ery Cuban in Cuba. At one time two
Cuban newspapers had their regular
baseball writers following the Reds for
exclusive stories of the Cuban players.
DIET AND HEALTH
By DB. T J. AI IERi
MONODIET DECREASES DAN-
GER FROM WASTE.
A French physician hat shown
that when the habit of eating
meat and other animal proteid
food*, eapecially egg*, is once
established, bacilli are devel-
oped that live on the watte from
the protein and that when meat
it discontinued from the ration
the twarmt of bacilli left with,
out work do terious injury,
much as rats turn to eatfog
book* and clothing when the
supply of exposed food on which
they have lived is withdrawn.
The various classes of bacteria
that dispose of waste matter
differ at the food differs upon
whose waste they live. The sys-
tem establishes defenses against
these much as settlers In a hew
region trap one kind'of vermin,
shoot another and poison an-
other. When the system has
only one kind of waste to take
care of, to antidote, the problem
Is greatly simplified, ao that the
defenses against disease, the dis-
ease overcoming capacity, Is
greatly Increased. This is only
another angle for viewing the
monodlet, absolute or approxi-
mate, as a meant of maintain-
ing health and efficiency and of
Most advertisers and copy writer*
are too full of what they see in the
things they have to advertise They
fall to consider the reader's viewpoint.
It Is a matter of only secondary
Importance to the buyer what you
think of your proposition. With (he
buyer it is purely a question of how
he (or she) can like what you have to
Nothing Is mote absurd than to ad
verttse the ‘‘biggest,*’ “the best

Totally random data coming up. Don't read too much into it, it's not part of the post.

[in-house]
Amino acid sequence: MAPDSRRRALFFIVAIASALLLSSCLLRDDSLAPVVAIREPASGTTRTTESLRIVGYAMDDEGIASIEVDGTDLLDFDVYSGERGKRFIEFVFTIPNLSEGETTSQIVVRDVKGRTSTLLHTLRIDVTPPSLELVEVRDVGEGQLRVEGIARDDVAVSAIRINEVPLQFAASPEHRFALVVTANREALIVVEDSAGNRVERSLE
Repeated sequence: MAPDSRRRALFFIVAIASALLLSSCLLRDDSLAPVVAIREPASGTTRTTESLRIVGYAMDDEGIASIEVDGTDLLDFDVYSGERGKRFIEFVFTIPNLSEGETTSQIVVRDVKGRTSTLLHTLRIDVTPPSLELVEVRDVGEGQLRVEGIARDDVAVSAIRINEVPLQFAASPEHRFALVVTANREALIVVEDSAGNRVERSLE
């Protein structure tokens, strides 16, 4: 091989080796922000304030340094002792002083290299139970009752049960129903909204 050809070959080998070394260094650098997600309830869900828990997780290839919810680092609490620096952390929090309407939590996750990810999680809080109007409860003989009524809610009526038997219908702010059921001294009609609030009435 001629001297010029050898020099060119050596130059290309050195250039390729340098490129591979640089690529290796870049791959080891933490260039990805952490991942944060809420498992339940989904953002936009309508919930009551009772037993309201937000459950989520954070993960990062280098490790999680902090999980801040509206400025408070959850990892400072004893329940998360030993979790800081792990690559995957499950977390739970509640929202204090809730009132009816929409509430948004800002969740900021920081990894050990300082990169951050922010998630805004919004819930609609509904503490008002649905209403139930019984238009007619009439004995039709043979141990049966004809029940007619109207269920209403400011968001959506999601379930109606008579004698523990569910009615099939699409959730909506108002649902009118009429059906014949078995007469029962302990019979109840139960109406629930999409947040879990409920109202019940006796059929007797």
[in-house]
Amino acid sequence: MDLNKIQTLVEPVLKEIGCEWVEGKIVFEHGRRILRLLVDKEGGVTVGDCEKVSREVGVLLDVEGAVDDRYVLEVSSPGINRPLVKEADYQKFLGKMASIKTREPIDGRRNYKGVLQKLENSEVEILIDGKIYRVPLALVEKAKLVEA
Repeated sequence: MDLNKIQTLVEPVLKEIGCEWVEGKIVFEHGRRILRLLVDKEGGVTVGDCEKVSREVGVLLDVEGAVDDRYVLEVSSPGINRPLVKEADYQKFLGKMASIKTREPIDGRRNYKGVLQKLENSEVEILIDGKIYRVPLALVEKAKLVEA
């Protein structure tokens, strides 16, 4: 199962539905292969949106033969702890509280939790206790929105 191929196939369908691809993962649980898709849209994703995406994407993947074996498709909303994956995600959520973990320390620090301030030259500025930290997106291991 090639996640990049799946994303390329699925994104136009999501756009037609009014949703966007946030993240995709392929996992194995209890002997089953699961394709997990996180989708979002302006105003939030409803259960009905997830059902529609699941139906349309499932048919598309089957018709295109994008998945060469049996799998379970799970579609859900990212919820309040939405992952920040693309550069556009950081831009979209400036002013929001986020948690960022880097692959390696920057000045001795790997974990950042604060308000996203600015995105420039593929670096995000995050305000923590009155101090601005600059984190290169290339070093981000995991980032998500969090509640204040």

goods,-’ “the highest quality.” That's
what- you say about it. The public
want, to form their own judgment.
They consider themselves competent
and If you want to sell them you must
convince them by showing what you
have to sell. t ■
It's nothing to them that, you sav
your goods are “beat,” and of “highest
quality.” Most of the buying public
are from Missouri: Ibey want to be,
shown They want to see what you
have to offer.
Another common falling Is for large
concerns to assume that they are too
w ell known-to need advertising Every-
body knows us, they say, and if they
are in the market for our line of good*
we will surely Jeern of it No con-
cern i* so great that (hey don’t re
quire advertising, none so well known,
that some new buyer in the field has
not heard of them It Is sheer ego-
tism to think otherwise.
A product similar to Pos*um Cereal
was made In Battle Creek long before
Rost, went there. But the public didn’t
know ft. The concern that produced
tt thought everybody who might want
it knew about it. But Post thought
otherwise. And because he was wise-
ly otherwise, he made millions. Ad-
vertising did it.
And don’t expeM immediate, tan
gible and directly traceable results.
Most advertising ts a question of good
publicity, of telling the people all the
Those who place the largest orders
don’t buy every day. They but at in-
frequent iiitervala. hence the necessity
of “keeping* everlastingly at it.”
You may quit just when a large or-
der is about to be placed. And the
buyer when he does make up his mind
to buy doesn't remember the ad. you
placed a few months ago.
The salesman on the spot generally
get* the orders, the advertiser who
confronts this buyer when ready to
buy, reaps the harvest. That kind
of advertising pays.
Washington, July 29.—Pressure
disturbances over the northern
hemisphere Indicate that this week
will not ibe one of decided temp ra-
ture changes over the United
"Warm weather," says the weekly
bulletin from the weather bureau,
''will continue in the south and
southwest and a moderate fall in
temperature Monday over the upper
lake, region, the upper Mississippi
and the Missouri valleys will be
followed by another rise Tuesday
and Wednesday and by little change
thereafter. It will be warmer Mon-
day over the northwestern districts
but no unuBuaully warm weathev is
expected during, the week. It will he
cooler in the extreme nortnwest by
the end of the week.
“There will be showers Monday
from the southern upper lake region
and the upper Ohio valley to New
England followed by generally fait
weather during the remainder of
tlie week, while in the west ana
soutliwest fair weather will prevail.
In the northwest showers are prov-
able toward the end of the week. In
(lie south generally fair weather dur-
ing the first half of toe week will
be followed by local showers during
the second half.''
READY FOR \F\T YF.\ R.
Parables of 1912.
If you toot your little tooter